May 23, 2010 12:53:54 AM

jitpublisher said:
My first question would be why do you think your CPU went bad? It is really, really, really, and I mean really rare for a CPU to have anything go wrong with it. Unless of course you were overclocking it like crazy, cranking up the voltage, etc.
Go to your motherboards website, see if there is a BIOS update available for your board that will support the CPU you want to install. You should have done this before you ran out and bought a CPU that may or may not work on your board. The directions to update the BIOS are in your manual. If you don't have it, you can download it from the motherboard web site. Better make sure you know what you are doing, and once again I wonder, why did your last CPU go bad? If you have done something that damaged the CPU, you likely damaged more than just the CPU because like I said, CPU's just don't go bad. It simply does not happen.


Well what happened was, I tried to overclock and it went fine for a while but my CPU cooler stopped working (don't know how maybe plug got pulled out) and when I went in to check on it I pulled out the CPU and it was literally melted. I am never overclocking after this indecent.

Ok, so I got the BIOS update file and I read the manual and I couldn't find anything about installing the new bios. But it came in a ISO file and I don't think those work with floppys. I don't know if the BIOS has its own flashing software built in or if I need Windows but it does have an option to enable and disable flash protection.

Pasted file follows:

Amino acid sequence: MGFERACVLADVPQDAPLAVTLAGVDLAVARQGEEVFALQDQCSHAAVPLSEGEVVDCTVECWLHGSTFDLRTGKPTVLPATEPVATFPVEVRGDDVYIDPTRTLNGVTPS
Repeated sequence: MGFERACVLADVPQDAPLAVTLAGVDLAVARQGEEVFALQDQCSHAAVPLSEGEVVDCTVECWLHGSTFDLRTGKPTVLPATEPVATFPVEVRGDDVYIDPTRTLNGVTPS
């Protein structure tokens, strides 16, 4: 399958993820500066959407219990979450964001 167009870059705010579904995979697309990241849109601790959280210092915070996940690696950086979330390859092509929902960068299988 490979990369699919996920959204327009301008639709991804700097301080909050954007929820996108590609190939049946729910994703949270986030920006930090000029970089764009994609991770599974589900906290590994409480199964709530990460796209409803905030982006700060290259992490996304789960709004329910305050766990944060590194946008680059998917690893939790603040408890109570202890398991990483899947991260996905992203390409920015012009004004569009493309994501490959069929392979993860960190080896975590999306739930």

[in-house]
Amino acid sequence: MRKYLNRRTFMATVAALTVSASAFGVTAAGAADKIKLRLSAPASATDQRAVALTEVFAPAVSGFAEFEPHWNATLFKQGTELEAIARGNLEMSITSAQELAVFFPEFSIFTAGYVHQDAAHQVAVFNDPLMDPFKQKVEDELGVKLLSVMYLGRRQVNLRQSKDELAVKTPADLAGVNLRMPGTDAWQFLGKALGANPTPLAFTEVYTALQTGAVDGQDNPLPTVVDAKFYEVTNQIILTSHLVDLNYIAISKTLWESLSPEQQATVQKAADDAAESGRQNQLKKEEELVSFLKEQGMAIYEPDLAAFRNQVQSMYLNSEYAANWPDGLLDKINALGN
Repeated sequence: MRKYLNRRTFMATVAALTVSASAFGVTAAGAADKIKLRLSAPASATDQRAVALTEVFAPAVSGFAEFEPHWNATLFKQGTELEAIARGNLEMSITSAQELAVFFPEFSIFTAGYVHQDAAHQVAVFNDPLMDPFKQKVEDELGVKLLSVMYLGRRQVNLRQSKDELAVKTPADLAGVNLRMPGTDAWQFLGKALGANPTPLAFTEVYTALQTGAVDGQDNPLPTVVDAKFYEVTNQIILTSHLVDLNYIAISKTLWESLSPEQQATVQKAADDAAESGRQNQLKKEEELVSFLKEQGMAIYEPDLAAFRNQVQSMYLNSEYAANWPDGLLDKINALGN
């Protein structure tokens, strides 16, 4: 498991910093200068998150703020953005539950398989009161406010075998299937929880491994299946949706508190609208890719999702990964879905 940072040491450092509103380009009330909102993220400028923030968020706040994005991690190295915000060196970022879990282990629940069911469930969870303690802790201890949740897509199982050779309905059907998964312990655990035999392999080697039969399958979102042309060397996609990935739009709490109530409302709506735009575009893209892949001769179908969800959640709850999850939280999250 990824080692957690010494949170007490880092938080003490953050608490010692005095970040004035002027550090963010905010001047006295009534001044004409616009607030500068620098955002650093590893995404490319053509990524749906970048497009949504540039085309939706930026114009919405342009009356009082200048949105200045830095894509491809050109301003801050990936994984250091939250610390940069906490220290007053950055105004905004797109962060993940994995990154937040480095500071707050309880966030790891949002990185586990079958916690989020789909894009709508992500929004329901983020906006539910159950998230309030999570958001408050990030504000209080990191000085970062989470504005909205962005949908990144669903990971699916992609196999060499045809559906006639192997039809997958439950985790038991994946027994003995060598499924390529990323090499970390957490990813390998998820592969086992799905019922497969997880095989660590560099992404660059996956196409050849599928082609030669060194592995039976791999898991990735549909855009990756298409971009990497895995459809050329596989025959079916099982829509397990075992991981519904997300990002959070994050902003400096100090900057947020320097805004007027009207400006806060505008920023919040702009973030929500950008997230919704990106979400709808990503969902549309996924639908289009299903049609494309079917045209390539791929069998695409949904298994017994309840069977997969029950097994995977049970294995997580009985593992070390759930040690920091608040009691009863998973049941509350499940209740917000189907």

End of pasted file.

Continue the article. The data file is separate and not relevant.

a b B Homebuilt system
May 23, 2010 1:16:38 AM

Well you'd have to disable the protection while you're updating it. I'd leave it on normally though, there are some virus' that can actually attack that. It being an iso means they deigned to give you some way to actually run it outside of windows. I wish it happened more often. Just burn it to a CD and boot it once you can.

Oh, and since you melted it with overclocking don't bother trying to RMA it. Overclocking isn't covered.

What you'll have to do is go buy some random CPU that you know will work in it, update the BIOS, put then six core in. Once that's working you can sell the CPU you used to flash it. Sorry to say but nobody takes returns on CPU's.